The first two circles are rather obvious, though often misunderstood or understated by both business and IT leaders. But Marcante makes an important point: the overlapping of technology and business smarts provides fertile ground for innovation.
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The third circle, laid over the first two, is leadership. It includes all the skills Marcante mentioned previously, but for Vanguard, he summarizes it as the ability to create an entrepreneurial spirit that yields the breakthroughs the company needs to stay on top and beat away the countless numbers of insurgents seeking to disrupt the financial services arena.
As a whole, too, those leadership attributes go way beyond a checklist for current or aspiring IT leaders. “They are what is expected today of every leader,” Marcante says. “Take IT out of it. Every executive at every company has to have business acumen, but they have to understand what technology can do. And technology is the primary disruptor for us today,” he added.
Vanguard, as an organization, is a longtime believer in the power of technology, evidenced by some of the executive promotions Vanguard has made in recent years. When Marcante joined the executive committee as CIO, he joined two of his predecessors, Paul Heller and Tim Buckley, who had rotated to other business-leadership roles.
In terms of disruption, Marcante notes that while Vanguard has been wildly successful, its leaders are “perpetually dissatisfied.” “We are never complacent,” he says. “It is drilled in our heads to be paranoid.”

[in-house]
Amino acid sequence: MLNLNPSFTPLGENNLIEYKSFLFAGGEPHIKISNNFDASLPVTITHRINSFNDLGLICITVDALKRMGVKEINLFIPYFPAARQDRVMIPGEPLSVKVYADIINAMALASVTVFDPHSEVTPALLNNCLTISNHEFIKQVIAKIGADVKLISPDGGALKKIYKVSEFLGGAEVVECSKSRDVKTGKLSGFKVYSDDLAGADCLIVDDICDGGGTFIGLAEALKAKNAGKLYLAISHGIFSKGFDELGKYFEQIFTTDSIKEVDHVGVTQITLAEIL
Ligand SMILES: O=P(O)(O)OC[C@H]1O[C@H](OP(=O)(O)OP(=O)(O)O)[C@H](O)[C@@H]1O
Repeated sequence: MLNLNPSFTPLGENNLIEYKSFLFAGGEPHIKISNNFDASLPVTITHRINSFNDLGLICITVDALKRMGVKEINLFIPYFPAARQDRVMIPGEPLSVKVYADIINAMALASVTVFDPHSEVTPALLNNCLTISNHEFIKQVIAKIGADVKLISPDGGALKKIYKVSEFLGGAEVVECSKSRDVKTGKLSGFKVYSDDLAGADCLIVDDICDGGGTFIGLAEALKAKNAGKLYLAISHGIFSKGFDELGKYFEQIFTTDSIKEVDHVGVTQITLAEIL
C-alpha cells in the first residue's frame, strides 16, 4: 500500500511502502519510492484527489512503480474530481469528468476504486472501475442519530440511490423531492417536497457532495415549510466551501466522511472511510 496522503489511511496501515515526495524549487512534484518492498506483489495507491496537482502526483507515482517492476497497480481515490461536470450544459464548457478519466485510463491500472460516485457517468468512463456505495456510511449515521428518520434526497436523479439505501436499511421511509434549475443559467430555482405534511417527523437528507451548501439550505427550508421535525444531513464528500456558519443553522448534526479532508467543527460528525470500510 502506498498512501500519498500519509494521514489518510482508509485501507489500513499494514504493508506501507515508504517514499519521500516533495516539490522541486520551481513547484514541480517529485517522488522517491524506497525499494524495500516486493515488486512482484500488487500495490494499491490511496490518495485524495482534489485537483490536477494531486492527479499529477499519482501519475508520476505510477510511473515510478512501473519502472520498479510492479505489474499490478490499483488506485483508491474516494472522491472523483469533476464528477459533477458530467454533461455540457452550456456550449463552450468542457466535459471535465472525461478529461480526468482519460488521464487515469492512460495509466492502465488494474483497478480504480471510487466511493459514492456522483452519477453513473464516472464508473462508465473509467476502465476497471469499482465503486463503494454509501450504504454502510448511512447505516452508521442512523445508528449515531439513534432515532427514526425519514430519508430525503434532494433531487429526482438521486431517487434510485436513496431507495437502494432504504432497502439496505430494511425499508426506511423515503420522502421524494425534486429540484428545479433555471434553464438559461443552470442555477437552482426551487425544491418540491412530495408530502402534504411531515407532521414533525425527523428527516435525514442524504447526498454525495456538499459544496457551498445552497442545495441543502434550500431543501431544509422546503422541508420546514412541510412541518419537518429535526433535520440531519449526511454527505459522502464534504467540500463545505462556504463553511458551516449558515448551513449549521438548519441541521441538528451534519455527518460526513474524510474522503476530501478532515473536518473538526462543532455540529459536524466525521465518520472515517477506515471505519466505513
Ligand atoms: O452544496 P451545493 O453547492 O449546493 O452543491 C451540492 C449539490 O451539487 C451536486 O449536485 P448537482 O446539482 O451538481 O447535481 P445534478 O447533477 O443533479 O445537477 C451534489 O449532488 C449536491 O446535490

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Across the financial services spectrum, Marcante sees dramatically lower barriers to entry and dramatically faster speed from ideas to mass adoption. So his mandate has become, as he calls it, “delivering business value at startup speed.”
From a technology perspective, that involves a foundational level of nimble infrastructure, where he is making investments in public cloud. Moving up the stack, Marcante is looking to boost continuous development and take advantage of the cloud’s scalability and elasticity by implementing more Agile development.
But for Marcante, the challenge is less about technology. How do you create an entrepreneurial spirit inside a 40-year-old legacy? For him, it’s maybe 30 percent technology, and 70 percent culture. For that, Marcante closely studied the “Lean Enterprise” approach, traveling with McNabb, Vanguard’s current chairman, and other company leaders to meet with IT leaders and venture capital giants in Silicon Valley to learn how companies have become nimbler and more innovative. Today, he is applying those lessons inside Vanguard, combining cross-functional teams to solve business problems and find new opportunities to create business value.
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